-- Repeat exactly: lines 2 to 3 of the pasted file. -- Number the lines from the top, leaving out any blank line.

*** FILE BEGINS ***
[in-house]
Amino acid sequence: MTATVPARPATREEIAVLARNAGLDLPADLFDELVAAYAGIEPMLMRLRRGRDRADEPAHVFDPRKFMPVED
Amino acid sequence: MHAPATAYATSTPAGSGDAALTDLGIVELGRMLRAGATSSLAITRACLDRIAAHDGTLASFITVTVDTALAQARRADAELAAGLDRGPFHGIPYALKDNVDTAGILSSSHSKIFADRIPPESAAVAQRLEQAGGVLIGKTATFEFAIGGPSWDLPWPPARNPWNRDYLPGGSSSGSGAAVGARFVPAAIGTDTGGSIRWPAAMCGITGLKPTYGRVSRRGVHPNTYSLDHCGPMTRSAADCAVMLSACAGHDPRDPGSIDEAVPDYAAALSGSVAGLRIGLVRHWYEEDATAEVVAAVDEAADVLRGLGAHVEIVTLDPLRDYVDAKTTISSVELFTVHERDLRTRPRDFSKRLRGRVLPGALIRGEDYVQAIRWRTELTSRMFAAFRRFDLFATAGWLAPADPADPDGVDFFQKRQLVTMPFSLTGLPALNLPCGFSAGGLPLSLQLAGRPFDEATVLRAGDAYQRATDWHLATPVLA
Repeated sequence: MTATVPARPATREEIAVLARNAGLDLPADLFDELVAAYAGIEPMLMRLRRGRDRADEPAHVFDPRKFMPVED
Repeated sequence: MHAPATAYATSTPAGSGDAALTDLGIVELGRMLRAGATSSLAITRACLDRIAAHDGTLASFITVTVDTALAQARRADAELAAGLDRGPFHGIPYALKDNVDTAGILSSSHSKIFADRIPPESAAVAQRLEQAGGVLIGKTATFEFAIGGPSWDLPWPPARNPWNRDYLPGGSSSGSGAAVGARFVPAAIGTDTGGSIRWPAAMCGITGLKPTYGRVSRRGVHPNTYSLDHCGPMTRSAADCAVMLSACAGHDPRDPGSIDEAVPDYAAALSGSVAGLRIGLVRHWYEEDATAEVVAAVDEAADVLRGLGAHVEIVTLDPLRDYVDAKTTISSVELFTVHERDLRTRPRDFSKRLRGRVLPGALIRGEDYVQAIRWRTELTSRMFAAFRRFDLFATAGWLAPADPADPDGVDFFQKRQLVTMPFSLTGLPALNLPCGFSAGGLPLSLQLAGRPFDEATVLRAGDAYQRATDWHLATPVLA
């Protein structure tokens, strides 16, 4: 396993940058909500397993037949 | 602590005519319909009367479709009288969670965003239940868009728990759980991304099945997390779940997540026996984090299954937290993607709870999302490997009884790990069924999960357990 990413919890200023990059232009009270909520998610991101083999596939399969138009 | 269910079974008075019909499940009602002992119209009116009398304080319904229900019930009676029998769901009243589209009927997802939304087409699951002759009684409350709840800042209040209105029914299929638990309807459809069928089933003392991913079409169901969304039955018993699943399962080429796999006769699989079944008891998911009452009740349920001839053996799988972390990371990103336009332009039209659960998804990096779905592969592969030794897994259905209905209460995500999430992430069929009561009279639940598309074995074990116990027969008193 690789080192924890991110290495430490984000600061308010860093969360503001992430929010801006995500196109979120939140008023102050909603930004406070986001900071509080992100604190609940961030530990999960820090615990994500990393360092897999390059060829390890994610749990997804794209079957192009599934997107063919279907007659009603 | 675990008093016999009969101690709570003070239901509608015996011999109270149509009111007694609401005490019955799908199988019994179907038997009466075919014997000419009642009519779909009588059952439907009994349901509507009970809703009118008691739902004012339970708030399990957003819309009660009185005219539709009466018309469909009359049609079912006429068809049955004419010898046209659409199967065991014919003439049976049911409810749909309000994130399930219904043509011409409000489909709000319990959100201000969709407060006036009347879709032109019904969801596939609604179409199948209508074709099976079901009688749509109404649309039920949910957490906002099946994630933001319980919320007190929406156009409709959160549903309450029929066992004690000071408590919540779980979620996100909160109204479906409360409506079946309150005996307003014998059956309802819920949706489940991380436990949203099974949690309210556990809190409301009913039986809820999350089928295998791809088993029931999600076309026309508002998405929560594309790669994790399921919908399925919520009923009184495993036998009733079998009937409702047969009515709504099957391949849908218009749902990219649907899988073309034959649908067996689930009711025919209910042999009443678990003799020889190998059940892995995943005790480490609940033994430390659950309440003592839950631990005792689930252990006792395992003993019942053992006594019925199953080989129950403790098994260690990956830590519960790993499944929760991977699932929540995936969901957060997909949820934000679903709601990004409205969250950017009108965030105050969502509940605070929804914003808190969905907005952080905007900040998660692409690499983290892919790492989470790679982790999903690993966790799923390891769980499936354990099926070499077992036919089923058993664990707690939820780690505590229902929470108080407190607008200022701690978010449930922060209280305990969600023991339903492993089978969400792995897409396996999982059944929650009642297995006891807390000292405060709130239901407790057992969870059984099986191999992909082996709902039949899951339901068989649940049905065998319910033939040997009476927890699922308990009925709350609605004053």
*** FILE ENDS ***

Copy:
Amino acid sequence: MTATVPARPATREEIAVLARNAGLDLPADLFDELVAAYAGIEPMLMRLRRGRDRADEPAHVFDPRKFMPVED
Amino acid sequence: MHAPATAYATSTPAGSGDAALTDLGIVELGRMLRAGATSSLAITRACLDRIAAHDGTLASFITVTVDTALAQARRADAELAAGLDRGPFHGIPYALKDNVDTAGILSSSHSKIFADRIPPESAAVAQRLEQAGGVLIGKTATFEFAIGGPSWDLPWPPARNPWNRDYLPGGSSSGSGAAVGARFVPAAIGTDTGGSIRWPAAMCGITGLKPTYGRVSRRGVHPNTYSLDHCGPMTRSAADCAVMLSACAGHDPRDPGSIDEAVPDYAAALSGSVAGLRIGLVRHWYEEDATAEVVAAVDEAADVLRGLGAHVEIVTLDPLRDYVDAKTTISSVELFTVHERDLRTRPRDFSKRLRGRVLPGALIRGEDYVQAIRWRTELTSRMFAAFRRFDLFATAGWLAPADPADPDGVDFFQKRQLVTMPFSLTGLPALNLPCGFSAGGLPLSLQLAGRPFDEATVLRAGDAYQRATDWHLATPVLA